And yet, it hung there, seemingly pinned in place by the talisman that Powell wildly wielded. Its torso was half-encapsulated by the mirror—whose glass buckled and bowed like waves on the sea, yet did not shatter. The reflection of the room in the mirror was grossly distorted. It reminded me of a disagreeable attraction we had uncomfortably laughed at in the Margate Tivoli Gardens, which made unnatural shapes out of our bodies, mocking God’s handiwork. I had wanted to smash the fairground-glass there and then.
Inspired, I grabbed the green star from Powell. Relieved of his only defence and comforter, fear overwhelmed him and he scrambled behind me and bolted out of the door, trailing the stench of his own soil-filled trousers.
‘Christ the Lord is risen today, Hallelujah!’ I sang out at the top of my voice. I turned and advanced on the foul fiend which was now desperately trying to claw its way out of the frame. Its burning red eyes were entirely focused on the star, as it growled and spat gobbets of sulphurous phlegm in rage and frustration.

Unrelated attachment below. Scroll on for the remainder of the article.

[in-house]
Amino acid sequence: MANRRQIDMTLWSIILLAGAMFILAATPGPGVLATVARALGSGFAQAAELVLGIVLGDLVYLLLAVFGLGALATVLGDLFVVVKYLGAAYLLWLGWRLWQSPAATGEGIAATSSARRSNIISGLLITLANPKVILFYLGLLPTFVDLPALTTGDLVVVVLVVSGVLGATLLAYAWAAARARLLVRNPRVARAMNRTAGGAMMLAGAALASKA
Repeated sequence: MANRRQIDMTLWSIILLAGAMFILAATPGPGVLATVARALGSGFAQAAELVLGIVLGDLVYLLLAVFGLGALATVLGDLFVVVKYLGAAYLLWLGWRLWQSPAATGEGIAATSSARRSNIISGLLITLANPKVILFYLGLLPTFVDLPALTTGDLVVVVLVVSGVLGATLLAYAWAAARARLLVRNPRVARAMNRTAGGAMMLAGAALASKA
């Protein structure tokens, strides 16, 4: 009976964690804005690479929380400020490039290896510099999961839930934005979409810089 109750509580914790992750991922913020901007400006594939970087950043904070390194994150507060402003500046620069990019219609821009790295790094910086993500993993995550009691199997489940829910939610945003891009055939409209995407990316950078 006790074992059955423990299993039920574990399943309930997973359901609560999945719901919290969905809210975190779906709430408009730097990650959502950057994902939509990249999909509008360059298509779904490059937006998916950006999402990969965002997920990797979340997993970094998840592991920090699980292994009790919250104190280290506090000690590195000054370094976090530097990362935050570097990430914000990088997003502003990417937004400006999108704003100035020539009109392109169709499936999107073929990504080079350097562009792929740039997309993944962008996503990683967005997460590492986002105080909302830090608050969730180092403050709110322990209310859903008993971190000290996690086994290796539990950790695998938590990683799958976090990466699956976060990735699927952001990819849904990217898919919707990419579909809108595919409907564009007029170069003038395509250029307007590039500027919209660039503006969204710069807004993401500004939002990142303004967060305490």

Behind me, I caught a flicker of movement. ‘Mummy, I’m scared.’ Peter, our young son, had somehow managed to escape his nursery and was clinging to the door frame for support.
Righteous maternal anger surged through me and I hurled the slick soap-stone at the nightmare, striking the quicksilver-sea surrounding the hellish creature. As the carving was swallowed up by the undulating surface, the glass instantly solidified, then crazed and shattered as it froze in most unnatural forms which seemed to stretch across planes from this mundane world into the Abyss, yet remained encapsulated by the frame.